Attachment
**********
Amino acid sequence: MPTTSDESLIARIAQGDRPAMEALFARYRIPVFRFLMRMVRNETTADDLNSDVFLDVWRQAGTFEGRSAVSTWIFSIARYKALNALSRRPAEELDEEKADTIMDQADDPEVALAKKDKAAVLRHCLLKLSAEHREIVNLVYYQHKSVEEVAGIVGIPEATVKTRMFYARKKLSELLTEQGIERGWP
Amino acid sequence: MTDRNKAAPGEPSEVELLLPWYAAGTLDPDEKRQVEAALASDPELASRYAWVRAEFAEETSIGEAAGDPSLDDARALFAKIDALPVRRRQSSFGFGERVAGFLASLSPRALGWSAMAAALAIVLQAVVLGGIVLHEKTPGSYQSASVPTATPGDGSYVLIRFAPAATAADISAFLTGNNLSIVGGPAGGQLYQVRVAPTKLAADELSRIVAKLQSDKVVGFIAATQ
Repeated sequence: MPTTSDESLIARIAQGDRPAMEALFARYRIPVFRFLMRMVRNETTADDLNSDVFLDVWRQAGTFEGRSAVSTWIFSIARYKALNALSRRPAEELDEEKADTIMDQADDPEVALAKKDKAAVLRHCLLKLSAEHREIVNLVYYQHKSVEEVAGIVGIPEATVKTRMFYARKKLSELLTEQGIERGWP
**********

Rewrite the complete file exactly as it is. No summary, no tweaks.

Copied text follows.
Amino acid sequence: MPTTSDESLIARIAQGDRPAMEALFARYRIPVFRFLMRMVRNETTADDLNSDVFLDVWRQAGTFEGRSAVSTWIFSIARYKALNALSRRPAEELDEEKADTIMDQADDPEVALAKKDKAAVLRHCLLKLSAEHREIVNLVYYQHKSVEEVAGIVGIPEATVKTRMFYARKKLSELLTEQGIERGWP
Amino acid sequence: MTDRNKAAPGEPSEVELLLPWYAAGTLDPDEKRQVEAALASDPELASRYAWVRAEFAEETSIGEAAGDPSLDDARALFAKIDALPVRRRQSSFGFGERVAGFLASLSPRALGWSAMAAALAIVLQAVVLGGIVLHEKTPGSYQSASVPTATPGDGSYVLIRFAPAATAADISAFLTGNNLSIVGGPAGGQLYQVRVAPTKLAADELSRIVAKLQSDKVVGFIAATQ
Repeated sequence: MPTTSDESLIARIAQGDRPAMEALFARYRIPVFRFLMRMVRNETTADDLNSDVFLDVWRQAGTFEGRSAVSTWIFSIARYKALNALSRRPAEELDEEKADTIMDQADDPEVALAKKDKAAVLRHCLLKLSAEHREIVNLVYYQHKSVEEVAGIVGIPEATVKTRMFYARKKLSELLTEQGIERGWP